New research on Internet communication in space

Under Prof. Adrian Perrig‘s and Prof. David Basin‘s supervision, a group of researchers published a new paper on a fascinating topic: Internet Backbones in Space.

Satellite constellation networks are one of the most recent and exciting developments in networking. Renewed interest in this area has been sparked by an unprecedented wave of investments to develop and deploy a new generation constellations. These are composed of thousands of small satellites, orbiting the Earth at low altitude. The first revolution promised by these networks is to bring Internet connectivity at broadband speed to the most remote corners of the globe.

But this is not the only advantage this new breed of constellations can provide. Since satellites are very close to the surface of the globe, relaying signals to Space and back on Earth is much faster than with “traditional” geostationary satellites. As a matter of fact, communicating over satellite networks will be even faster than with terrestrial optic fiber on medium to long distances. The Network Security Group is studying new solutions to exploit the full untapped potential of next-generation satellite networks.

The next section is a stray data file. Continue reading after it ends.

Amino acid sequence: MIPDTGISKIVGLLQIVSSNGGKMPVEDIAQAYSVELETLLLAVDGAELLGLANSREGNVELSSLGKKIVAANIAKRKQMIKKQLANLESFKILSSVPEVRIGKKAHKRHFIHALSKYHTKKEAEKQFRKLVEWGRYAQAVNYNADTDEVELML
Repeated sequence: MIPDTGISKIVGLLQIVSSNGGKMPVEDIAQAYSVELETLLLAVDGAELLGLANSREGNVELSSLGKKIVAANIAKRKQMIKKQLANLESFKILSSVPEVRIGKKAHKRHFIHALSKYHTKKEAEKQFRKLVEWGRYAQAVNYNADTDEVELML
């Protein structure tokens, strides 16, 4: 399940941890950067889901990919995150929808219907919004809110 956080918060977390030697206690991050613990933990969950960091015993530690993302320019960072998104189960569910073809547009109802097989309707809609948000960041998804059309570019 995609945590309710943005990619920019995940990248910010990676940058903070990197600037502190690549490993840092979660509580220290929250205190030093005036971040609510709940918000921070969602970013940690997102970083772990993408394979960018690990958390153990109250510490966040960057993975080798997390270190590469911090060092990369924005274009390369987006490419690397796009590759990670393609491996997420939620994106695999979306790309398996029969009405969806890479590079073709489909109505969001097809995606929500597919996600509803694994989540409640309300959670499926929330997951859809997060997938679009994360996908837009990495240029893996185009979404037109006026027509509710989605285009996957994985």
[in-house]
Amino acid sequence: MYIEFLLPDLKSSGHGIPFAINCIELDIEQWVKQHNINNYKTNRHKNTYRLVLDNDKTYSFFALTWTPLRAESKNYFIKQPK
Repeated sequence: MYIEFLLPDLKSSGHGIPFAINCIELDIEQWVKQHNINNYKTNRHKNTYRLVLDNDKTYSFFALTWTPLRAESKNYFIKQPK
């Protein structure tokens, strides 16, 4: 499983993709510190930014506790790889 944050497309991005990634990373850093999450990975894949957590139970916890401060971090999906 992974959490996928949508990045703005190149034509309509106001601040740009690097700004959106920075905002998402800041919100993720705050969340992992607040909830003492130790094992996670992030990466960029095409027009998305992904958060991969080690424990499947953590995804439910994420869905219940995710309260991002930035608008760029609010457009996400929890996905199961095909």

The results of the goup’s explorations show how the Internet architecture SCION can be beneficial to this setting, as the inherent diversity of the satellite and terrestrial paths can be exploited using end-host path control and multipath routing.

If you are interested in more details, you can read the full paper here.

Photo Credit: Iuliia Kvasha